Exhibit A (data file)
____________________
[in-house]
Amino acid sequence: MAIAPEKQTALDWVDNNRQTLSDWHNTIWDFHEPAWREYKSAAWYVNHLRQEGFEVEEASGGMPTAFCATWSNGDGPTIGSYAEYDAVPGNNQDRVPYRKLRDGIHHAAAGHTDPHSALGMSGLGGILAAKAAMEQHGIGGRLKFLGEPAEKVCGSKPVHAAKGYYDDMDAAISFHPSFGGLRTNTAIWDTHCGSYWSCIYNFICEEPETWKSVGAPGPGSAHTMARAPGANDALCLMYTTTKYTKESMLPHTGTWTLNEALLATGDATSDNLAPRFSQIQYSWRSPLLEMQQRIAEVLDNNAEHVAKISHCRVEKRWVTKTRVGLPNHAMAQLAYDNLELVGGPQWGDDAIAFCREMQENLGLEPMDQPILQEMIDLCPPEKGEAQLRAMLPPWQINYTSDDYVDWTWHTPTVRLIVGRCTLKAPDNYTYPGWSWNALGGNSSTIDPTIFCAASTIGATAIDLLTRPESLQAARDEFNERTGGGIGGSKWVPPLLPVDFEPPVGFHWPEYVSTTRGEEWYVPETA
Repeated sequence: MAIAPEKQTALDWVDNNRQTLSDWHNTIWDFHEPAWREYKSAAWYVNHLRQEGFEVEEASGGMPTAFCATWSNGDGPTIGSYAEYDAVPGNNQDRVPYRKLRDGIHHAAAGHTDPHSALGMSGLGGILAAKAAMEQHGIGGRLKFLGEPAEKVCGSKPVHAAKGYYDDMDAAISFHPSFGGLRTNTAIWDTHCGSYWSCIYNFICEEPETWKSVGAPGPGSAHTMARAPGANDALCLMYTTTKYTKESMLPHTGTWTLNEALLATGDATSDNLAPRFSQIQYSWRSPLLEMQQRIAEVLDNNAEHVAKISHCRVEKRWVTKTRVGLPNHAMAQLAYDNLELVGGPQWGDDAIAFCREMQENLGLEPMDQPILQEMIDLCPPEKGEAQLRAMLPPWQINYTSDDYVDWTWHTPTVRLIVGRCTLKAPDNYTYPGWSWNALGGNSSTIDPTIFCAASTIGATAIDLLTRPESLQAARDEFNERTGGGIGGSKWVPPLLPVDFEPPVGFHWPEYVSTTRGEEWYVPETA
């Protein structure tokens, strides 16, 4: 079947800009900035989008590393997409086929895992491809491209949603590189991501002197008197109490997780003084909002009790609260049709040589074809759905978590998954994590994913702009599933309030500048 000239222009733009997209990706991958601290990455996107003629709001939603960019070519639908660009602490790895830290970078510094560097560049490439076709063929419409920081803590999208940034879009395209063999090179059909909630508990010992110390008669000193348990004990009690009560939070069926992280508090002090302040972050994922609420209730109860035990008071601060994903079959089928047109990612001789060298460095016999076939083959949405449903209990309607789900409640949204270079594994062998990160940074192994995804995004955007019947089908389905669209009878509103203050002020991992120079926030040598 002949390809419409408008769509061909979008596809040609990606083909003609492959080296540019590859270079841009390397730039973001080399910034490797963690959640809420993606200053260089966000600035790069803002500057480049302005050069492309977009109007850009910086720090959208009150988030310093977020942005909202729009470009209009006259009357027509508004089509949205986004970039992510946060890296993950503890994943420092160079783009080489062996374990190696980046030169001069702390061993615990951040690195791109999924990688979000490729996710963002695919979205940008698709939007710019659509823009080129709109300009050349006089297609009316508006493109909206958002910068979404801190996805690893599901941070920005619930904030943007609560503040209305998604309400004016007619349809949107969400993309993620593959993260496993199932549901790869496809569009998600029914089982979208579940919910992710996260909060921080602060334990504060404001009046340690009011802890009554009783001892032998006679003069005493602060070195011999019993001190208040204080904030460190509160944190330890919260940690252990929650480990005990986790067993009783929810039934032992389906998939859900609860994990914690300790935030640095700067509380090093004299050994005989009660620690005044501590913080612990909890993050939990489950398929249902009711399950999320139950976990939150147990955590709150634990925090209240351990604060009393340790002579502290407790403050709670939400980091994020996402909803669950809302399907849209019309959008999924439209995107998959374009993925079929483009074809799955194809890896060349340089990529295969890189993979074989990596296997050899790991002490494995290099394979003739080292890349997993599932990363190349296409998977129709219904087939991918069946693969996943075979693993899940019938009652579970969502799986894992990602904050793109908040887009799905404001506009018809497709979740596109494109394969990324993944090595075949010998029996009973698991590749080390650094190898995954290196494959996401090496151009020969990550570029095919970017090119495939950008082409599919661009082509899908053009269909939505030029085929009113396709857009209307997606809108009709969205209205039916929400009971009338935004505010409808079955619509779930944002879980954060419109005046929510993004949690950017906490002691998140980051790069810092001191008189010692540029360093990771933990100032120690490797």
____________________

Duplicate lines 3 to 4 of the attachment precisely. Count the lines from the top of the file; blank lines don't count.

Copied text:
Repeated sequence: MAIAPEKQTALDWVDNNRQTLSDWHNTIWDFHEPAWREYKSAAWYVNHLRQEGFEVEEASGGMPTAFCATWSNGDGPTIGSYAEYDAVPGNNQDRVPYRKLRDGIHHAAAGHTDPHSALGMSGLGGILAAKAAMEQHGIGGRLKFLGEPAEKVCGSKPVHAAKGYYDDMDAAISFHPSFGGLRTNTAIWDTHCGSYWSCIYNFICEEPETWKSVGAPGPGSAHTMARAPGANDALCLMYTTTKYTKESMLPHTGTWTLNEALLATGDATSDNLAPRFSQIQYSWRSPLLEMQQRIAEVLDNNAEHVAKISHCRVEKRWVTKTRVGLPNHAMAQLAYDNLELVGGPQWGDDAIAFCREMQENLGLEPMDQPILQEMIDLCPPEKGEAQLRAMLPPWQINYTSDDYVDWTWHTPTVRLIVGRCTLKAPDNYTYPGWSWNALGGNSSTIDPTIFCAASTIGATAIDLLTRPESLQAARDEFNERTGGGIGGSKWVPPLLPVDFEPPVGFHWPEYVSTTRGEEWYVPETA
């Protein structure tokens, strides 16, 4: 079947800009900035989008590393997409086929895992491809491209949603590189991501002197008197109490997780003084909002009790609260049709040589074809759905978590998954994590994913702009599933309030500048 000239222009733009997209990706991958601290990455996107003629709001939603960019070519639908660009602490790895830290970078510094560097560049490439076709063929419409920081803590999208940034879009395209063999090179059909909630508990010992110390008669000193348990004990009690009560939070069926992280508090002090302040972050994922609420209730109860035990008071601060994903079959089928047109990612001789060298460095016999076939083959949405449903209990309607789900409640949204270079594994062998990160940074192994995804995004955007019947089908389905669209009878509103203050002020991992120079926030040598 002949390809419409408008769509061909979008596809040609990606083909003609492959080296540019590859270079841009390397730039973001080399910034490797963690959640809420993606200053260089966000600035790069803002500057480049302005050069492309977009109007850009910086720090959208009150988030310093977020942005909202729009470009209009006259009357027509508004089509949205986004970039992510946060890296993950503890994943420092160079783009080489062996374990190696980046030169001069702390061993615990951040690195791109999924990688979000490729996710963002695919979205940008698709939007710019659509823009080129709109300009050349006089297609009316508006493109909206958002910068979404801190996805690893599901941070920005619930904030943007609560503040209305998604309400004016007619349809949107969400993309993620593959993260496993199932549901790869496809569009998600029914089982979208579940919910992710996260909060921080602060334990504060404001009046340690009011802890009554009783001892032998006679003069005493602060070195011999019993001190208040204080904030460190509160944190330890919260940690252990929650480990005990986790067993009783929810039934032992389906998939859900609860994990914690300790935030640095700067509380090093004299050994005989009660620690005044501590913080612990909890993050939990489950398929249902009711399950999320139950976990939150147990955590709150634990925090209240351990604060009393340790002579502290407790403050709670939400980091994020996402909803669950809302399907849209019309959008999924439209995107998959374009993925079929483009074809799955194809890896060349340089990529295969890189993979074989990596296997050899790991002490494995290099394979003739080292890349997993599932990363190349296409998977129709219904087939991918069946693969996943075979693993899940019938009652579970969502799986894992990602904050793109908040887009799905404001506009018809497709979740596109494109394969990324993944090595075949010998029996009973698991590749080390650094190898995954290196494959996401090496151009020969990550570029095919970017090119495939950008082409599919661009082509899908053009269909939505030029085929009113396709857009209307997606809108009709969205209205039916929400009971009338935004505010409808079955619509779930944002879980954060419109005046929510993004949690950017906490002691998140980051790069810092001191008189010692540029360093990771933990100032120690490797």